As we were driving along the road in Cotonou, Benin, I noticed an L-1011 just sitting on the beach. This prompted a visit!
I Found A Lockheed L-1011 On The Beach In Cotonou, Benin
When I saw the rusting L-1011 just sitting on the sand, I pointed to it and asked my driver to head over there. He tried to dissuade me, saying it was closed, but I insisted we check it out.
We parked on the side of the road about a half kilometer away and trudged through the sand to the aircraft. I was not expecting to be able to board it, but I at least wanted to look around it.
The Tri-Star had certainly seen better days…
Much to my surprise and delight, the aircraft was open and available for boarding. I walked up the stairs where a man was sleeping on a fold-out chair on the landing just outside the aircraft door. The clanking on the metal air stairs stirred him from his slumber. He asked for 7,500CFA (~14USD) to board the aircraft. There were no signs and he looked quite unofficial, so I shook my head and turned to my driver. Is this a scam? Why should I have to pay to visit an abandoned aircraft on the beach?
Well, after some back and forth we agreed on a price of 5,000CFA (~9USD) for both of us. I was handed a ticket…yes, apparently this was legitimate.
My first stop was the flight deck. The L-1011 operated back in the day when a flight engineer was needed. Compared to modern day “glass” cockpits, it looked so manual!
My tour continued through the aircraft, which featured a 2-4-3 all economy class configuration. The front cabin had red seats while the rear cabin had blue seats (smoking, non-smoking?).
No center overhead bins…
I believe this was the trolley that flight attendants used to bring up meals from the galley in the cargo deck.
Each seat featured a passenger control unit with a headphone jack, flight attendant call button, volume and channel control, light switch, and button for air (which actually makes a lot more sense than twisting the knob overhead).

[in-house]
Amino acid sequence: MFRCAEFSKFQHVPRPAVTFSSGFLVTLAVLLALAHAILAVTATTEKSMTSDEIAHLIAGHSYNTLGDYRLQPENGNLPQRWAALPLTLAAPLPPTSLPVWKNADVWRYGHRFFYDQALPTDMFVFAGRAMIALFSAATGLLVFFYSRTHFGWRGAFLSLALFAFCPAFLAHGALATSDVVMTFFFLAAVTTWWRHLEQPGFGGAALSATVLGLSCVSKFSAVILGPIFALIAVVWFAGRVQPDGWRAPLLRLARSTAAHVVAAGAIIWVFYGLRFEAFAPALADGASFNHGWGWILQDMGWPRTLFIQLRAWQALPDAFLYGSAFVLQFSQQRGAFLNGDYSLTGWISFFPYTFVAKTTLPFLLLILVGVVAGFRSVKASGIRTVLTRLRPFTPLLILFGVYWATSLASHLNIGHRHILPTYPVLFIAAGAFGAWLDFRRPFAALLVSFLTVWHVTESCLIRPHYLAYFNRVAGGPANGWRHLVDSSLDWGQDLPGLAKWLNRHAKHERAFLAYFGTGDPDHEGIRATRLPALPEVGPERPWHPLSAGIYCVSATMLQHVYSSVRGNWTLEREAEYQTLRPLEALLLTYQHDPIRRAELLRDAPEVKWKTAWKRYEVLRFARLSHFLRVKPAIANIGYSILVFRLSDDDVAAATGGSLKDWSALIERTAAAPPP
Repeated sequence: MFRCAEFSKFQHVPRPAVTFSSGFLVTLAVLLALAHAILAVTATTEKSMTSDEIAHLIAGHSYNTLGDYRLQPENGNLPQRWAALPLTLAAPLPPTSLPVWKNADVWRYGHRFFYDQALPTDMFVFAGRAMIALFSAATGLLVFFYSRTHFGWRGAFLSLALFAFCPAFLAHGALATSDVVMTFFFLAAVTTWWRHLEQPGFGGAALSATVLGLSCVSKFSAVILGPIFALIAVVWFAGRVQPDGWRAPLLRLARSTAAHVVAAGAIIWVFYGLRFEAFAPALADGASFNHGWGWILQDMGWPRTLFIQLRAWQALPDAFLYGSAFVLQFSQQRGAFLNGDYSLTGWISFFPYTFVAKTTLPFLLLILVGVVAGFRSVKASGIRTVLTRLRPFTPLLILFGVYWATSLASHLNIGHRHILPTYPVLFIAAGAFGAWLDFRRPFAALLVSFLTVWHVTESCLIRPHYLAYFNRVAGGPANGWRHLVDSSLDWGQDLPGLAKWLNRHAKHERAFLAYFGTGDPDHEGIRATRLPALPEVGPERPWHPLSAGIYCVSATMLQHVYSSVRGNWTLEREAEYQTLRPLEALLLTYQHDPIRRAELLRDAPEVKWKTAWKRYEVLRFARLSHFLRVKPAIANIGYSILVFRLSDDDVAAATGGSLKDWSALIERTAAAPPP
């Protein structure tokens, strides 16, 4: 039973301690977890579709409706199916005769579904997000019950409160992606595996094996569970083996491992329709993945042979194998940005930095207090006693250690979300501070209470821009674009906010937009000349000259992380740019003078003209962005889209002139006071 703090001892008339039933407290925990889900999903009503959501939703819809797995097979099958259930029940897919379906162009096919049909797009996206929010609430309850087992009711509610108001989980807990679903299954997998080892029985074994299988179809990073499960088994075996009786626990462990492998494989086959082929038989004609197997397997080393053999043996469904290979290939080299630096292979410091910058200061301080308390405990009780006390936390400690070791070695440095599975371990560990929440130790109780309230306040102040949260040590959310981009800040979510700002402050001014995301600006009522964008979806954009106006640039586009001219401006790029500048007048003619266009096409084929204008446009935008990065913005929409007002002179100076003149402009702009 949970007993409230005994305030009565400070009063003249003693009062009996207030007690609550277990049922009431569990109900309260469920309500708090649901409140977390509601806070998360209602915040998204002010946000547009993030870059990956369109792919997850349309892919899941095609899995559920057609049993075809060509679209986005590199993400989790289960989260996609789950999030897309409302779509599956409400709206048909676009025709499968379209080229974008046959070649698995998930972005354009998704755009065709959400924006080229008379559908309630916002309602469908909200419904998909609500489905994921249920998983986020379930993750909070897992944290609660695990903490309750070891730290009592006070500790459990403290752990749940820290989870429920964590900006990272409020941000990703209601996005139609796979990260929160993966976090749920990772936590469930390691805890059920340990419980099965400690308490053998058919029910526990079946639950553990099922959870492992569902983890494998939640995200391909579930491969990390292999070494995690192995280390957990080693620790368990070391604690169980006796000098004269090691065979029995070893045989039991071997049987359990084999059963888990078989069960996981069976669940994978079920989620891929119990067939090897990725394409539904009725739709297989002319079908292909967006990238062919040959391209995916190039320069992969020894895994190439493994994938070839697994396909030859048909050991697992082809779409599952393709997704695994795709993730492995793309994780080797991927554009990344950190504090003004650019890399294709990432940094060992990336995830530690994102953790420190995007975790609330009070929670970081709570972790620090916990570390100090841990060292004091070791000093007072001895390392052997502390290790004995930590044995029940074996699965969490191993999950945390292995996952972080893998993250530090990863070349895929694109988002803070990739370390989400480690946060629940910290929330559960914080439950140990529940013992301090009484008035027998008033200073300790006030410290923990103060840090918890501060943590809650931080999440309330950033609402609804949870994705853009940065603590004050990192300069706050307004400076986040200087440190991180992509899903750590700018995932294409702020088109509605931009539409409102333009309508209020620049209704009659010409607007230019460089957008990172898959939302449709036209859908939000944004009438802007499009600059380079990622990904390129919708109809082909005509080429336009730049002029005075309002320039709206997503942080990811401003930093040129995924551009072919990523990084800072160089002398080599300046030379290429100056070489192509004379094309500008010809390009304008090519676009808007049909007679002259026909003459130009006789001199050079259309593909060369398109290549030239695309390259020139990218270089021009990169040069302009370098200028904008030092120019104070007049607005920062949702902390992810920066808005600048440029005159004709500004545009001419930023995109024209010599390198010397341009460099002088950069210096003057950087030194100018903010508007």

In the front of each cabin was a screen along with a projector mounted to the ceiling. I’m old enough to remember these when I was a kid!
Behind the second economy class section the seats had been ripped out. Perhaps a section for cargo?
Lavatories were located in the rear of the aircraft.
Look at these small overhead bins:
There was even a few safety cards onboard. I was told this was last used for Orient Thai Airlines, but see below. That does not seem to be the case.
At the front door, a gold placard stated the L-1011 was owned by Air Rum Ltd. of Sierra Leone. My French was not sufficient enough to discern how it ended up on a beach in Cotonou.
Inside Door 1L was Lockheed’s original placard. This beauty was built in 1975. Looking at this history of 193P-1156, it was delivered to Japan’s All Nippon Airways and first flew in 1978. In 1996, it was old to Rich International Airways, then to Kampuchea Airlines in 2001 and finally Air Rum in 2004 where it was used to approximately 2008.
The visit was over. It was time to continue my tour of Cotonou.
A video really would have been appropriate here and I apologize for only thinking about it after we had left.
My uncle spent his career working for Lockheed in Burbank, California and helped to design the L-1011. One of my greatest regrets in terms of flying was never to fly this aircraft (I had the chance on ATA, but turned it down). But at least now I got to explore one…an absolute must-see if you ever find yourself in Cotonou, Benin.
Back on the road again we passed an old DC-3. I resisted a strong urge to stop and check it out. we continued on our way.
Any idea how this L-1011 reached the beach in Cotonou, Benin?
This story is part of my An African Adventure As The World Shut Down trip report.